Lien

By Daisy Rogozinsky
/
June 13, 2022

If you take on debt, it may be secured by the creditor by something called a lien. In this article, we’ll define the term “lien” and explain how liens are affected by bankruptcy proceedings. 

Key Takeaways

  • A lien is an interest or claim to a property used as a type of collateral to protect creditors
  • With a lien, a creditor can seize and sell a property to offset unpaid debts 
  • When a person files for bankruptcy, most liens stay in place
  • Bankrupt debtors have the option of filing to have certain types of eligible liens removed

What Is a Lien?

A lien is a security interest, legal right, or claim against an asset or property that is typically used by creditors as a type of collateral. Liens can be put in place by financial institutions, governments, and small businesses. 

The goal of a lien is to guarantee an obligation such as the repayment of a loan. Liens usually stay in effect until the obligation to the creditor is satisfied. If the obligation is never satisfied, the creditor may be able to take possession of and sell the property. A property owner cannot sell a property that is the subject of a lien without the consent of the lien owner.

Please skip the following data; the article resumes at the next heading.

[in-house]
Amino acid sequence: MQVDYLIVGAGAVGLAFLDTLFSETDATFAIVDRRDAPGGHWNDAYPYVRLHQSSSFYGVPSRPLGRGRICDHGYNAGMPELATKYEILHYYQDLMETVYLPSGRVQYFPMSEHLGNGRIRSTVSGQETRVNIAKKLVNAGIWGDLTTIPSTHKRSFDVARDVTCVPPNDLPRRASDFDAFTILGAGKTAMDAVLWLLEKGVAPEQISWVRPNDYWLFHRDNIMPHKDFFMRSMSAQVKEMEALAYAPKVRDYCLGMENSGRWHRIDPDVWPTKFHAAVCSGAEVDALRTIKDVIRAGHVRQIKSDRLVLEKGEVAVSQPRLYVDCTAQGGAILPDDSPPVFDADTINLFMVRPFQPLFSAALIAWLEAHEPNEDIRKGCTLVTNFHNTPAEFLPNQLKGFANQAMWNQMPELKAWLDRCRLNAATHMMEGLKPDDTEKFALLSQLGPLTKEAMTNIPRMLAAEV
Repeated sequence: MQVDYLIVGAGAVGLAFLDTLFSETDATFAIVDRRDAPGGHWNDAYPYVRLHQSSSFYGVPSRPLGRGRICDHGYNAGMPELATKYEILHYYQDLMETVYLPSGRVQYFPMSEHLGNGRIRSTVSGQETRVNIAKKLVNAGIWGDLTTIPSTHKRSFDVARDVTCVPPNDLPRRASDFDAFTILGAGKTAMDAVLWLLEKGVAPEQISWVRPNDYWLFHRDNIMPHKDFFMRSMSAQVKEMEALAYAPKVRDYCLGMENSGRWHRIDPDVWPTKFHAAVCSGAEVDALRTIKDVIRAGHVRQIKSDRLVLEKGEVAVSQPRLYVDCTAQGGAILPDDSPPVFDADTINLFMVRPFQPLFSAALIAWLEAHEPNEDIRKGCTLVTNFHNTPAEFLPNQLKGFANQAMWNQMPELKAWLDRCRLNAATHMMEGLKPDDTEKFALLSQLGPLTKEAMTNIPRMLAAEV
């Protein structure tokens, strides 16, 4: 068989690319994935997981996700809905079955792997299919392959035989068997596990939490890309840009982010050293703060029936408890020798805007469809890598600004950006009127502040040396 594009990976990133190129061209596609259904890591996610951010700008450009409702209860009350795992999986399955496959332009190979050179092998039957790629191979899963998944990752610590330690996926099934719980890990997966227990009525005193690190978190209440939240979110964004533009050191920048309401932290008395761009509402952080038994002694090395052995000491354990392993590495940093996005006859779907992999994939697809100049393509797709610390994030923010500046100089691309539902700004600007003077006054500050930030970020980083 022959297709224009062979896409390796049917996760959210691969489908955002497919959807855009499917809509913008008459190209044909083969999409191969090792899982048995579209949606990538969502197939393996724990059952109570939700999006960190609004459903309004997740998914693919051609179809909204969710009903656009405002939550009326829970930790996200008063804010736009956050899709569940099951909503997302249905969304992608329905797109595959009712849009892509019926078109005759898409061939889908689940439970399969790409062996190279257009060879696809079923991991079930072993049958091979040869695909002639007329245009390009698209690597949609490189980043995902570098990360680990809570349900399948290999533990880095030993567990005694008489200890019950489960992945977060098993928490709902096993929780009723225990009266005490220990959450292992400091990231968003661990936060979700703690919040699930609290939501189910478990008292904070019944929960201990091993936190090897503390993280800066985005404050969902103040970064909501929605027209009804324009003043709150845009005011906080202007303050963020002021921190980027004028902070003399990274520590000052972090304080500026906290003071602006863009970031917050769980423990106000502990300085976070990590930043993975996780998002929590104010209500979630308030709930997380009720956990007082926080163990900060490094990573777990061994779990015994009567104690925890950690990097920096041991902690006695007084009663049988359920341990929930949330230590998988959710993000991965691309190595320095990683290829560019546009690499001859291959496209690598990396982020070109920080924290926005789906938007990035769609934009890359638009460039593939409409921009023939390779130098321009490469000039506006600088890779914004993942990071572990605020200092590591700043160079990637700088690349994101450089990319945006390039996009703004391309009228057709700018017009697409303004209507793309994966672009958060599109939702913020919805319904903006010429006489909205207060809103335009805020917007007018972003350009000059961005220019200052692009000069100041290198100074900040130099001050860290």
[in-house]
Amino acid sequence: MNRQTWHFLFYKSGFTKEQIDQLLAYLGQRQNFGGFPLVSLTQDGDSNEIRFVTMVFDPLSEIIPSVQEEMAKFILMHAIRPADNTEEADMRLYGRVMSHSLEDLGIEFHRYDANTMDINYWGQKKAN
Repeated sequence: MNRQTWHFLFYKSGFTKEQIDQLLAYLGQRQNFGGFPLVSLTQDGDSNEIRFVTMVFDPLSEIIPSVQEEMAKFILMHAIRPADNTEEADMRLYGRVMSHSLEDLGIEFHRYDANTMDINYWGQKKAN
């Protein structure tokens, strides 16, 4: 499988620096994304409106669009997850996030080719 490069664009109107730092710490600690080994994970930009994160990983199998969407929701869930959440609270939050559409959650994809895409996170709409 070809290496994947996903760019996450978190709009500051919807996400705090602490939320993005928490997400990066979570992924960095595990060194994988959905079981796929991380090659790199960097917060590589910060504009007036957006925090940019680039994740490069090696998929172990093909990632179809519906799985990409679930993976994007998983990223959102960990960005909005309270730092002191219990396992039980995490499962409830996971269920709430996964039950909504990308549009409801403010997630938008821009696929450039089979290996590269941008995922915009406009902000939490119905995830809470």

Liens can be voluntary, such as liens on property for a loan. They can also be involuntary if a creditor seeks legal action for nonpayment of debt.

Types of Liens

There are many types of liens including:

  • Agricultural lien
  • Common law lien
  • Statutory lien
  • Contractual lien
  • Maritime lien
  • Legal lien
  • Equitable lien
  • Bank lien
  • Real estate lien
  • Tax lien

Liens in Bankruptcy Law

When a person files for Chapter 7 bankruptcy, they are freed of many of their debts. In exchange, many of their assets are placed into a bankruptcy trust that can be sold off to repay creditors.

 

As such, Chapter 7 bankruptcy can clear a person’s responsibility to pay a debt with a lien on it such as a mortgage. However, they will not be able to keep the collateral unless they pay what they owe. 

Essentially, filing for bankruptcy wipes out a person’s liability for a debt. This means the creditor cannot later sue the individual to collect the debt and use a judicial lien to garnish their wages. 

However, the creditor does have the right to offset the money they are owed by selling the collateral securing the debt. With a lien, the creditor can seize the property and sell it. If for whatever reason the property is unavailable, they can sue the debtor for the value of the collateral. 

So, for example, while a bankrupt debtor may no longer be obligated to pay the rest of their mortgage, the bank can still seize their house if they do not pay. 

That being said, a debtor has the option of filing a motion or lawsuit asking to have a lien removed. Whether or not the motion will be successful depends on a number of factors including:

  • The type of lien
  • The value of the property
  • When the debtor purchased the property
  • The type of bankruptcy filed
  • If the lien is on an exempt property

The type of liens most likely to be removed are:

  • Judicial liens arising out of court judgments
  • Liens on exempt assets such as household goods, clothing, and tools of the trade

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